Multi-Scalar Analysis of Household Fuel Transitions: Developing an Evidence-based Framework

Charcoal, Brian Evans, 2015, Unmodified

Charcoal, Brian Evans, 2015, Unmodified

Household air pollution causes nearly four million premature deaths per year, primarily among poor women and children in low- and middle-income countries (Rosenthal et al., 2017Lim et al. 2012). Transitions away from solid fuels improve indoor air quality, directly benefiting the health of women and children in the first two years of life. It remains unclear how to catalyze widespread and sustained fuel transitions, despite countless fuel transition case studies at the local level. This proposal will use mixed methods to identify enabling environments for household fuel transitions by examining both successful and unsuccessful transition attempts.

Understanding of sustainable fuel transitions is fragmented, showing when individual transitions happen and to what extent, but not charting a path for others to follow. Funded by the Community for Global Health Equity, this seed project seeks to address the challenge set forth by Rosenthal et al. (2017). Our innovative transdisciplinary macro-, meso-, and micro-level analyses will yield a more complete understanding of nested enabling environments for fuel transition and enable stakeholders at every level to identify what framework needs to be in place for sustainable fuel transition.

Specific Research Objectives

  • Identify countries, regions, and households with successful (i.e., decreased solid fuel use) and unsuccessful (i.e., increased solid fuel use) transitions using USAID’s Demographic and Health Surveys (DHS) data.
  • Use data-mining of DHS quantitative data to identify fuel transition trends and their determinants at the country, region and household levels.
  • Obtain tiered (i.e., different populations; multiple stakeholders) qualitative data using on-site interviews in regions with various, and perhaps conflicting, patterns of fuel transitions.
  • Develop a framework and timeline for household fuel transition, based on quantitative and qualitative results.

Off-Site Research Methods

  1. Large-n global-level quantitative analysis: Analyze DHS data to identify where fuel transitions occur and what variables correlate with successful/unsuccessful transitions.
  2. Large-n subnational level quantitative analysis: Evaluate variability in regional DHS data within a single country to identify communities for on-site interviews.
  3. Large-n local-level quantitative analysis: Identify local trends in switching away from solid fuel use based on disaggregated DHS data.

On-Site Research Methods

Investigate fuel transition from stakeholders across an entire supply chain, including but not limited to consumers or end users, community organizations, political leaders, non-governmental organizations, and fuel manufacturers/providers to examine enabling environments alongside consumer absorptive capabilities and stakeholder perception of fuel transitions.

How is this Innovative?

The holistic approach to understanding fuel transitions using both quantitative and qualitative methodologies creates a comparison of rhetoric, perceived impact, and reality. Policy imposition has its limits and must be coupled with enabling mechanisms at all societal levels if policy mobility is expected to succeed from one region to another. If household fuel transitions are to expand, this analysis is required.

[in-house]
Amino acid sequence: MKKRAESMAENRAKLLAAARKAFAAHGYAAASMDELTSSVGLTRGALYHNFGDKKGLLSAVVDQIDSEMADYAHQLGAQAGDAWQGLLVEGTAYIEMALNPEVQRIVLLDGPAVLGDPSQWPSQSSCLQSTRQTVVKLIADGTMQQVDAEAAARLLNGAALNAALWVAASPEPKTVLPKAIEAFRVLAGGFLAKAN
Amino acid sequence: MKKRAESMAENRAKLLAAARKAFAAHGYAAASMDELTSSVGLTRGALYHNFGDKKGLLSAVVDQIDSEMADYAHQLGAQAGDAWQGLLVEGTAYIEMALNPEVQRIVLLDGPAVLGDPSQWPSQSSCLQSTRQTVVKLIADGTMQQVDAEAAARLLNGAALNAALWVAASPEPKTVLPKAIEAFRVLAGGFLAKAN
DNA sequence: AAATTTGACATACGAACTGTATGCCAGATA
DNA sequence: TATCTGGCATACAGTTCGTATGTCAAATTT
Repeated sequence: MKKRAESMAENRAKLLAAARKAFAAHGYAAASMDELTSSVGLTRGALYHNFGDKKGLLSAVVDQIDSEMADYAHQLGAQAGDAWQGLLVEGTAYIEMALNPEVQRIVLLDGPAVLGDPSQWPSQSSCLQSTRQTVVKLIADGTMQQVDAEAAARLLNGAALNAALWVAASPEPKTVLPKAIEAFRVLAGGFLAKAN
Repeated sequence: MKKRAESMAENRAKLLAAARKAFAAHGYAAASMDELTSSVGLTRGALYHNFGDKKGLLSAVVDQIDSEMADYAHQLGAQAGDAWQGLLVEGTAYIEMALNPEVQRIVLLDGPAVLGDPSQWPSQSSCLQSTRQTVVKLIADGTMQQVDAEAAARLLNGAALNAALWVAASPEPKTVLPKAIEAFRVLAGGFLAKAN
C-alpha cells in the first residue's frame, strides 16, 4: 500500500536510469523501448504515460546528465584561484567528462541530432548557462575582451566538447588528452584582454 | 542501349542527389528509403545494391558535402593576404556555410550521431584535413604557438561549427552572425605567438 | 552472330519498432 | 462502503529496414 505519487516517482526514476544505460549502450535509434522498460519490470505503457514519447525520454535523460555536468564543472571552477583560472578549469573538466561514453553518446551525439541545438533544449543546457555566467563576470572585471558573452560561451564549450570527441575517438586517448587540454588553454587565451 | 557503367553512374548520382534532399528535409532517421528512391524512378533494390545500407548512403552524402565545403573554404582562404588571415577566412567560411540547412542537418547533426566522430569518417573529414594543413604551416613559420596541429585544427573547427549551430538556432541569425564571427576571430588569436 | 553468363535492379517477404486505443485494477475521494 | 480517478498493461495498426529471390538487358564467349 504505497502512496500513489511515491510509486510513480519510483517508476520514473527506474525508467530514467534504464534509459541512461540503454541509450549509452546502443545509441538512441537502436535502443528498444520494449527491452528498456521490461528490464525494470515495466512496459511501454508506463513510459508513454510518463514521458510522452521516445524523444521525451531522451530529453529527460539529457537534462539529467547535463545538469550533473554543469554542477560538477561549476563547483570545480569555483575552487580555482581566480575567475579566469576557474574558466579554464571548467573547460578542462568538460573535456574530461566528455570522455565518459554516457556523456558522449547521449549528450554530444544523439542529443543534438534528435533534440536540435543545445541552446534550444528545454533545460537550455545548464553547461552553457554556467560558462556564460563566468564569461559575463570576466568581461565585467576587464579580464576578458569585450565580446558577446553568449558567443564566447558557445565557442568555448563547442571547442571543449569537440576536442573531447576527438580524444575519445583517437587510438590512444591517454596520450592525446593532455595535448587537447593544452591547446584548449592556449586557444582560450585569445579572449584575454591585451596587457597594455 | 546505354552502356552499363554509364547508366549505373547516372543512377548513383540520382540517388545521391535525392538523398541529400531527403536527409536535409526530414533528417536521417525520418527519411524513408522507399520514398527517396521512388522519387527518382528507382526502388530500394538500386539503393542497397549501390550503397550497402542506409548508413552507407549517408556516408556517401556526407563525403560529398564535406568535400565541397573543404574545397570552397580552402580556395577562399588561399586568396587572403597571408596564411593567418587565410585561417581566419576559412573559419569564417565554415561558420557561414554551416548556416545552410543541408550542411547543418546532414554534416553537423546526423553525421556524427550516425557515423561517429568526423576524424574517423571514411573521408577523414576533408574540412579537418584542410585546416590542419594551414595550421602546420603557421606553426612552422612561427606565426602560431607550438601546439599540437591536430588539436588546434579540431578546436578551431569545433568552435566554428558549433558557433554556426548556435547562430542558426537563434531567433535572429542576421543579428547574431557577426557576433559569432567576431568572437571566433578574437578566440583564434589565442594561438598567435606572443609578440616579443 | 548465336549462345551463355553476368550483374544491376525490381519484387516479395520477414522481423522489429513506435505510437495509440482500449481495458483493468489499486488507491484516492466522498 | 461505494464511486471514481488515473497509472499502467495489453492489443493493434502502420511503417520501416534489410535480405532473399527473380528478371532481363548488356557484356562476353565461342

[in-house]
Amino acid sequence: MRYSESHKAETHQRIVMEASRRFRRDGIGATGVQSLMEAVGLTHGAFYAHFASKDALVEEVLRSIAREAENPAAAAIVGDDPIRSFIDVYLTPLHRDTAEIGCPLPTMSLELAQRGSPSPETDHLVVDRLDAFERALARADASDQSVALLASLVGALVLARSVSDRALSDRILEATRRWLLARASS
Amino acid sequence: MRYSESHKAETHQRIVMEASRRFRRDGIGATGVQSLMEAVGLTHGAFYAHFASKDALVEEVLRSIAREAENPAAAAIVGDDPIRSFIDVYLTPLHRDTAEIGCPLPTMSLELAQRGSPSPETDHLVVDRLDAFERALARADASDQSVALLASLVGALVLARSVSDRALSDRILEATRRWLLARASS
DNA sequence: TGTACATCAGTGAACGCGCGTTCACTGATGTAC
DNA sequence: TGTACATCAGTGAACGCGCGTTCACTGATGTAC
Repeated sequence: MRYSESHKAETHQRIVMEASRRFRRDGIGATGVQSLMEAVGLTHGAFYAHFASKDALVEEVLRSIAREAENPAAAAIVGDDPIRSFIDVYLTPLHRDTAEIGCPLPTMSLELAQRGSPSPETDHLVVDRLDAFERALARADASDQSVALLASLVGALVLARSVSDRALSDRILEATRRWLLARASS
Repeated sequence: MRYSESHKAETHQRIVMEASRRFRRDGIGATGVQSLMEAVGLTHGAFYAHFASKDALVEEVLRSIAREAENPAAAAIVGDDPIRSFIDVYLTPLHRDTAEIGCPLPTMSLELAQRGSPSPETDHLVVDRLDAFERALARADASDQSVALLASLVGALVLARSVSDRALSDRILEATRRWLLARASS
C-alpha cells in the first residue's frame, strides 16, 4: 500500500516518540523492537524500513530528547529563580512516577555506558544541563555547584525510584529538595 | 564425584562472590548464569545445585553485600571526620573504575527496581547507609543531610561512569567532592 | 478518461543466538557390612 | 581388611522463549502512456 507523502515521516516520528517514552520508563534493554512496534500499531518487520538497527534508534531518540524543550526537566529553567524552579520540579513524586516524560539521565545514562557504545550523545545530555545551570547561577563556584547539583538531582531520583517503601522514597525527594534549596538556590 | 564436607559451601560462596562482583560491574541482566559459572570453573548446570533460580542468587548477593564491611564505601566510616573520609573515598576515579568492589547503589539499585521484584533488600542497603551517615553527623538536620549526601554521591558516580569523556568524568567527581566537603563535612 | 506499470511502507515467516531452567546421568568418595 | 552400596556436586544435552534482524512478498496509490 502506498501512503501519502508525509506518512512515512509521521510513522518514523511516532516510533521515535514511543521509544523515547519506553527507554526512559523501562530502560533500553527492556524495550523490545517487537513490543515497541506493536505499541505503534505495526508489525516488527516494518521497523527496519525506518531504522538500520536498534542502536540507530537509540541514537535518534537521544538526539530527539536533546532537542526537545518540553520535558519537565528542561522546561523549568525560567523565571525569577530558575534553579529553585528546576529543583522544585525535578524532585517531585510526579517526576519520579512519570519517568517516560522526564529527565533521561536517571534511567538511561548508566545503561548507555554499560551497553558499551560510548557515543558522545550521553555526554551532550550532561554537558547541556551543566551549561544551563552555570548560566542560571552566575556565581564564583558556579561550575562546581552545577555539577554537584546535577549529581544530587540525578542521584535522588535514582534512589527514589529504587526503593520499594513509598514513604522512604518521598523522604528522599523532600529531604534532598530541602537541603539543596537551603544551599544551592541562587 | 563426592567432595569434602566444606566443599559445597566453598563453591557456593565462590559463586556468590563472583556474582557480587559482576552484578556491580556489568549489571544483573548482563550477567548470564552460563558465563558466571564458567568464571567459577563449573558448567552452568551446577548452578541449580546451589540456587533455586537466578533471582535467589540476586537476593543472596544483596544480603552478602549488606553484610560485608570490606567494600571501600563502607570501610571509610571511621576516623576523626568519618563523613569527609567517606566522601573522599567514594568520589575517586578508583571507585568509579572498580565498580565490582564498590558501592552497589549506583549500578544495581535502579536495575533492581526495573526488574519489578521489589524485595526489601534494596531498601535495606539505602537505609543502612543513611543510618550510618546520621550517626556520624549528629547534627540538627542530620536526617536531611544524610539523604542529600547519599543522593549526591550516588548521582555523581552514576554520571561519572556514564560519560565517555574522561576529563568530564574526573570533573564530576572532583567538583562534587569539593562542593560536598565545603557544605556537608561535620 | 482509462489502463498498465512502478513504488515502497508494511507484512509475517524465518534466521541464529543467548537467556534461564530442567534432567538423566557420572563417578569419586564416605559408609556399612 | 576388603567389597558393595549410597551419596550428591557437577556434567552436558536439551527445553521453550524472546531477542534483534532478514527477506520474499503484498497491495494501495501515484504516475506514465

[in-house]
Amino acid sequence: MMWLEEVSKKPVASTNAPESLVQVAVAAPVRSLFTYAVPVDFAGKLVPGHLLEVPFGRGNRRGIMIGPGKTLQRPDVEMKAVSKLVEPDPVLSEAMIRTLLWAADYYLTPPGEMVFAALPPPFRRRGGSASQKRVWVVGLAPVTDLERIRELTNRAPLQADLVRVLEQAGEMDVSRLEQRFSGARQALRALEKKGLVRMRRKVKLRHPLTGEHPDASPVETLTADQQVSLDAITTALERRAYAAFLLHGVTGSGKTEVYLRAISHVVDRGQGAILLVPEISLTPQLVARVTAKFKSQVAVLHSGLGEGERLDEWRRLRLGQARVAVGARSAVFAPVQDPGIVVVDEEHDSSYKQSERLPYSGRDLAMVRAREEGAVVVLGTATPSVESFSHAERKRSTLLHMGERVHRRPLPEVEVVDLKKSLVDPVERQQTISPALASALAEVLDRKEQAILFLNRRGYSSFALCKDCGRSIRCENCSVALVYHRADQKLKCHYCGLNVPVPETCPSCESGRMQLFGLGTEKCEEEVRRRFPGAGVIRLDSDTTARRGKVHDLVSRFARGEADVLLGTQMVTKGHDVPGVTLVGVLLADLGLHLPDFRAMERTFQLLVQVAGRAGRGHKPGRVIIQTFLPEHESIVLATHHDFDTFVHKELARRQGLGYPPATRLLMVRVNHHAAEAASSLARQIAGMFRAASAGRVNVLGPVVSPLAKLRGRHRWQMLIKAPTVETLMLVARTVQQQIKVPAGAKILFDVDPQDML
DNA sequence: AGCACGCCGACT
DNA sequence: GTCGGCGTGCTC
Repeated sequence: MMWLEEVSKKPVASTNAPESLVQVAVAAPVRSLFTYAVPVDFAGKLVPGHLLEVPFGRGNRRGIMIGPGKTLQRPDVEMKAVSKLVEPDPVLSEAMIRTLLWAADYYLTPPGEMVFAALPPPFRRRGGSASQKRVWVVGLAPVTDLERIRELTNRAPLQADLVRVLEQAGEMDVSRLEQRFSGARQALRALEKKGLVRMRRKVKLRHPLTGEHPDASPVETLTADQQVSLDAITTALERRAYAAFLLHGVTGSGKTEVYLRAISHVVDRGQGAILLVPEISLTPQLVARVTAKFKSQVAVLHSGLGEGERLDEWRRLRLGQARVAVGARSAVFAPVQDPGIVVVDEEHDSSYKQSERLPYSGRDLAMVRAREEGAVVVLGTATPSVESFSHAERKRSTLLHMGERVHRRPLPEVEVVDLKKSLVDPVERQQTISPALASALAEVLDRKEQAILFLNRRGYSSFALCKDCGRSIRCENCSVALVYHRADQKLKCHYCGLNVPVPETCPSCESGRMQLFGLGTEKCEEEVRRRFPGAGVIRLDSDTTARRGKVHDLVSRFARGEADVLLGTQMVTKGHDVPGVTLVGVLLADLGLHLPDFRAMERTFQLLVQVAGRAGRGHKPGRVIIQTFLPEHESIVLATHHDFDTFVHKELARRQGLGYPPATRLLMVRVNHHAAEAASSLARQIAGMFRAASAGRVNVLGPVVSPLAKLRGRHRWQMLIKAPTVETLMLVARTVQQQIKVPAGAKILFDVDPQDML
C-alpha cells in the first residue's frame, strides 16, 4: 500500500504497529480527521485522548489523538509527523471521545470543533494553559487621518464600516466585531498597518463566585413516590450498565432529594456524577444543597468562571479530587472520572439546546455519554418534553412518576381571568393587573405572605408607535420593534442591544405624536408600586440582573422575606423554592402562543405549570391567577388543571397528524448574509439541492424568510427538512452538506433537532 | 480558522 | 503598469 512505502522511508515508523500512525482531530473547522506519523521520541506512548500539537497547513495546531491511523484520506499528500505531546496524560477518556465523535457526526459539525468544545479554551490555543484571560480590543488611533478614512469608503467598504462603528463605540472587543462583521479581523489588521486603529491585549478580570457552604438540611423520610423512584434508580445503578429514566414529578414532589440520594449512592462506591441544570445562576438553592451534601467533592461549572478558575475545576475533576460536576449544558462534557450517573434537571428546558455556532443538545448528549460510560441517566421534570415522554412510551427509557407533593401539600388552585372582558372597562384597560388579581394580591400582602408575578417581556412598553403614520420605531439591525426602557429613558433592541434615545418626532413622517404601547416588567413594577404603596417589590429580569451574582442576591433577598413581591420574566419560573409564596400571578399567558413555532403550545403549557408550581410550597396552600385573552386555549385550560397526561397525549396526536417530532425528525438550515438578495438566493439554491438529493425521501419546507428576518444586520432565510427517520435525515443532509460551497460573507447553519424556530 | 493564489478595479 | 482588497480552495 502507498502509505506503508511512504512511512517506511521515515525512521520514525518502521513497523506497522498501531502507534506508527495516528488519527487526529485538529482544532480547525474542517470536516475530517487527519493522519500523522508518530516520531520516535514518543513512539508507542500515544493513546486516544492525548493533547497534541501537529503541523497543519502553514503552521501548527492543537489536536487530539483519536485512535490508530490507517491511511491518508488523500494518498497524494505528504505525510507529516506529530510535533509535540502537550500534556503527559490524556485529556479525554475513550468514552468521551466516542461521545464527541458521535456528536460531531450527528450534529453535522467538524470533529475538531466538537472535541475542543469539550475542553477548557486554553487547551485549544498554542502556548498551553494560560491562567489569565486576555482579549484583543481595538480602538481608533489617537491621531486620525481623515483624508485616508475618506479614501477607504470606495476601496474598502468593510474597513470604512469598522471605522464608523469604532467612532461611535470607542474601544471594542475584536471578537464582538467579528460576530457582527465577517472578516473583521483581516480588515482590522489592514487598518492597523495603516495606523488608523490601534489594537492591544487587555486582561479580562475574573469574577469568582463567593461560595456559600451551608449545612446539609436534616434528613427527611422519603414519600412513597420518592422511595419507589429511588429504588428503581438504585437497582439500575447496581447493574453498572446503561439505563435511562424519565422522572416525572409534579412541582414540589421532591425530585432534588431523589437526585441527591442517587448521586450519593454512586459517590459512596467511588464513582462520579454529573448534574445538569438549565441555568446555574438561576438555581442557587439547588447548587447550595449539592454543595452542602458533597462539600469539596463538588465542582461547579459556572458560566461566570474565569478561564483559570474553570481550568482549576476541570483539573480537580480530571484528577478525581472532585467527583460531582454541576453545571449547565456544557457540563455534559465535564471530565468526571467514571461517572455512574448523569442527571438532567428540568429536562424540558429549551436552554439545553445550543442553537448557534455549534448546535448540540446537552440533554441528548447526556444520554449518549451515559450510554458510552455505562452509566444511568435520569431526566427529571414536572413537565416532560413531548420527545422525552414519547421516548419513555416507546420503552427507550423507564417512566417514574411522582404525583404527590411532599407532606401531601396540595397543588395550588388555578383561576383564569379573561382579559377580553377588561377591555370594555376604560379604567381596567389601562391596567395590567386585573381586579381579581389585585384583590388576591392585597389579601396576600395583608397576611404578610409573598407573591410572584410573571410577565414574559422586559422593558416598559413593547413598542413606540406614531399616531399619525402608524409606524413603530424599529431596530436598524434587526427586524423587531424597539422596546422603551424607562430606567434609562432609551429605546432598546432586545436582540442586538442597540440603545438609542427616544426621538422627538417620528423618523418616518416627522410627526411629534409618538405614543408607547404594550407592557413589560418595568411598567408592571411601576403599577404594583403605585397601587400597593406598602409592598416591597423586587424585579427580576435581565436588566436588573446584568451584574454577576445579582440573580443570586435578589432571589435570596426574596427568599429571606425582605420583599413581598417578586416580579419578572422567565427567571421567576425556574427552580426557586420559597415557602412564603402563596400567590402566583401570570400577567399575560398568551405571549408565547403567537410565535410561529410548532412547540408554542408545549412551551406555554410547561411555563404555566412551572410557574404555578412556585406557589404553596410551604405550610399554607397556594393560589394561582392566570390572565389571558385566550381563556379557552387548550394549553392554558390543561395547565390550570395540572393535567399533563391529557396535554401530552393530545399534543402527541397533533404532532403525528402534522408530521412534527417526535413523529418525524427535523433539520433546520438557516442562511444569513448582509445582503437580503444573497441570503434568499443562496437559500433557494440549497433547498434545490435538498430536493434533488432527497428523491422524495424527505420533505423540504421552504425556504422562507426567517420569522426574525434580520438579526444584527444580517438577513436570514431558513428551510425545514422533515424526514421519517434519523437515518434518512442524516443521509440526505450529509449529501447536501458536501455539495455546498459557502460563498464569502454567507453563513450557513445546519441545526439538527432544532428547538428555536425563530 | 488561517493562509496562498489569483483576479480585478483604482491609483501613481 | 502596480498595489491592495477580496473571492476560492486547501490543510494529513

The Long View

This team hopes to highlight complexities in transitioning to less harmful household fuels: for example, why one region of a country has transitioned away from solid fuels, while a neighboring region continues to use them. To this end, the project will develop a model of socio-economic characteristics that affect transition from biomass to cleaner fuels and provide space for stakeholder explanations of local barriers and facilitators of adoption. This big idea requires a diverse team with quantitative expertise applied to policy-making, as well as experience in community engagement, household-level research, and energy poverty analysis. 

Articles and Reflections

8/17/18
Solid fuel combustion – in the form of biomass and coal – is a dominant energy source for household heating and cooking in low and middle-income countries. As a result, nearly 3 billion people worldwide are exposed to household air pollution, causing four million premature deaths annually.

Our Team

Elena Mclean

Elena McLean

Assistant Professor

Political Science

507 Park Hall

Phone: 716-645-8444

Email: elenamcl@buffalo.edu

John Atkinson

John Atkinson

Assistant Professor

Department of Civil, Structural and Environmental Engineering

233 Jarvis Hall

Phone: 716-645-4001

Email: atkjdw@buffalo.edu

Sharmistha Bagchi-Sen

Sharmistha Bagchi-Sen

Professor

Department of Geography

114 Wilkeson Quad

Phone: 716-645-2722

Email: geosbs@buffalo.edu

Hewner

Sharon Hewner

Assistant Professor

Nursing

214 Wende Hall

Phone: 716-829-2092

Email: hewner@buffalo.edu

Julia Ravenscroft

Postdoctoral Associate

Epidemiology and Environmental Health

234A Farber Hall

Phone: 716-829-5341

Email: juliarav@buffalo.edu

Alexandra Schindel

Alexandra Schindel

Assistant Professor

Learning and Instruction

564 Baldy Hall

Phone: 716-645-3174

Email: aedimick@buffalo.edu